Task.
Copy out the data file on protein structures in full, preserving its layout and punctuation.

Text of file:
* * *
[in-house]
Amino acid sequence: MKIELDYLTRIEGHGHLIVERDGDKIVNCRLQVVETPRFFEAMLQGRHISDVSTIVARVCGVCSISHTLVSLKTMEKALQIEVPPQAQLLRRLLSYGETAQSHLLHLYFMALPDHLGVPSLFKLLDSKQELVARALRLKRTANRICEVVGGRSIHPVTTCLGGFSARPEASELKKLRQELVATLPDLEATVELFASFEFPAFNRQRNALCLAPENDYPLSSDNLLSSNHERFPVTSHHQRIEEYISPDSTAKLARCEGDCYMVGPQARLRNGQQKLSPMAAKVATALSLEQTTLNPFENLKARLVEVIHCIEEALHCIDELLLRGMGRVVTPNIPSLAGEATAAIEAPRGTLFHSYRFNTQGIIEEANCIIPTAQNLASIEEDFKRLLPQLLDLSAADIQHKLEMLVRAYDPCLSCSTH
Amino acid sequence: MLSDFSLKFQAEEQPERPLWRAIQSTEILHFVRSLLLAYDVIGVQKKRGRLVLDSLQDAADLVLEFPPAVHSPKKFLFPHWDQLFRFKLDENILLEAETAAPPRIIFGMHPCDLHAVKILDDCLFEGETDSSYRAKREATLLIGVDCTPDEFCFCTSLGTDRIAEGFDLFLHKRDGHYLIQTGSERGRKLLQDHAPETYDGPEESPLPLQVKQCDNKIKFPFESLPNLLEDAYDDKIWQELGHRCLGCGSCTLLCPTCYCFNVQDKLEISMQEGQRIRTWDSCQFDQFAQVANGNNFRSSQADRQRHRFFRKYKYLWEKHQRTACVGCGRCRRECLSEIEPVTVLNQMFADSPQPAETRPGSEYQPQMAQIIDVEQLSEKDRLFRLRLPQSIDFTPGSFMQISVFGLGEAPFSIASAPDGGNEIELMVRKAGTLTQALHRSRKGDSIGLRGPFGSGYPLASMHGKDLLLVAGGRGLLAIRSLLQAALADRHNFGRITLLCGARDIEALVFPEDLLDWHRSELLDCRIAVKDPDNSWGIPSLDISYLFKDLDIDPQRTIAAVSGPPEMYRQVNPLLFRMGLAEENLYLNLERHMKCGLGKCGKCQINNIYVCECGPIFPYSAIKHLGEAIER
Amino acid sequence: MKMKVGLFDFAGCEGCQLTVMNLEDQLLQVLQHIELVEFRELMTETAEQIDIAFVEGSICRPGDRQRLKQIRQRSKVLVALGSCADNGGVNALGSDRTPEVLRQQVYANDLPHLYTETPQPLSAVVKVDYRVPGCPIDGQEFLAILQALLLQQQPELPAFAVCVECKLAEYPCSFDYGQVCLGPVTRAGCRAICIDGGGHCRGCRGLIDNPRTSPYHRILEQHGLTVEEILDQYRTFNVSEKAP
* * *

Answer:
[in-house]
Amino acid sequence: MKIELDYLTRIEGHGHLIVERDGDKIVNCRLQVVETPRFFEAMLQGRHISDVSTIVARVCGVCSISHTLVSLKTMEKALQIEVPPQAQLLRRLLSYGETAQSHLLHLYFMALPDHLGVPSLFKLLDSKQELVARALRLKRTANRICEVVGGRSIHPVTTCLGGFSARPEASELKKLRQELVATLPDLEATVELFASFEFPAFNRQRNALCLAPENDYPLSSDNLLSSNHERFPVTSHHQRIEEYISPDSTAKLARCEGDCYMVGPQARLRNGQQKLSPMAAKVATALSLEQTTLNPFENLKARLVEVIHCIEEALHCIDELLLRGMGRVVTPNIPSLAGEATAAIEAPRGTLFHSYRFNTQGIIEEANCIIPTAQNLASIEEDFKRLLPQLLDLSAADIQHKLEMLVRAYDPCLSCSTH
Amino acid sequence: MLSDFSLKFQAEEQPERPLWRAIQSTEILHFVRSLLLAYDVIGVQKKRGRLVLDSLQDAADLVLEFPPAVHSPKKFLFPHWDQLFRFKLDENILLEAETAAPPRIIFGMHPCDLHAVKILDDCLFEGETDSSYRAKREATLLIGVDCTPDEFCFCTSLGTDRIAEGFDLFLHKRDGHYLIQTGSERGRKLLQDHAPETYDGPEESPLPLQVKQCDNKIKFPFESLPNLLEDAYDDKIWQELGHRCLGCGSCTLLCPTCYCFNVQDKLEISMQEGQRIRTWDSCQFDQFAQVANGNNFRSSQADRQRHRFFRKYKYLWEKHQRTACVGCGRCRRECLSEIEPVTVLNQMFADSPQPAETRPGSEYQPQMAQIIDVEQLSEKDRLFRLRLPQSIDFTPGSFMQISVFGLGEAPFSIASAPDGGNEIELMVRKAGTLTQALHRSRKGDSIGLRGPFGSGYPLASMHGKDLLLVAGGRGLLAIRSLLQAALADRHNFGRITLLCGARDIEALVFPEDLLDWHRSELLDCRIAVKDPDNSWGIPSLDISYLFKDLDIDPQRTIAAVSGPPEMYRQVNPLLFRMGLAEENLYLNLERHMKCGLGKCGKCQINNIYVCECGPIFPYSAIKHLGEAIER
Amino acid sequence: MKMKVGLFDFAGCEGCQLTVMNLEDQLLQVLQHIELVEFRELMTETAEQIDIAFVEGSICRPGDRQRLKQIRQRSKVLVALGSCADNGGVNALGSDRTPEVLRQQVYANDLPHLYTETPQPLSAVVKVDYRVPGCPIDGQEFLAILQALLLQQQPELPAFAVCVECKLAEYPCSFDYGQVCLGPVTRAGCRAICIDGGGHCRGCRGLIDNPRTSPYHRILEQHGLTVEEILDQYRTFNVSEKAP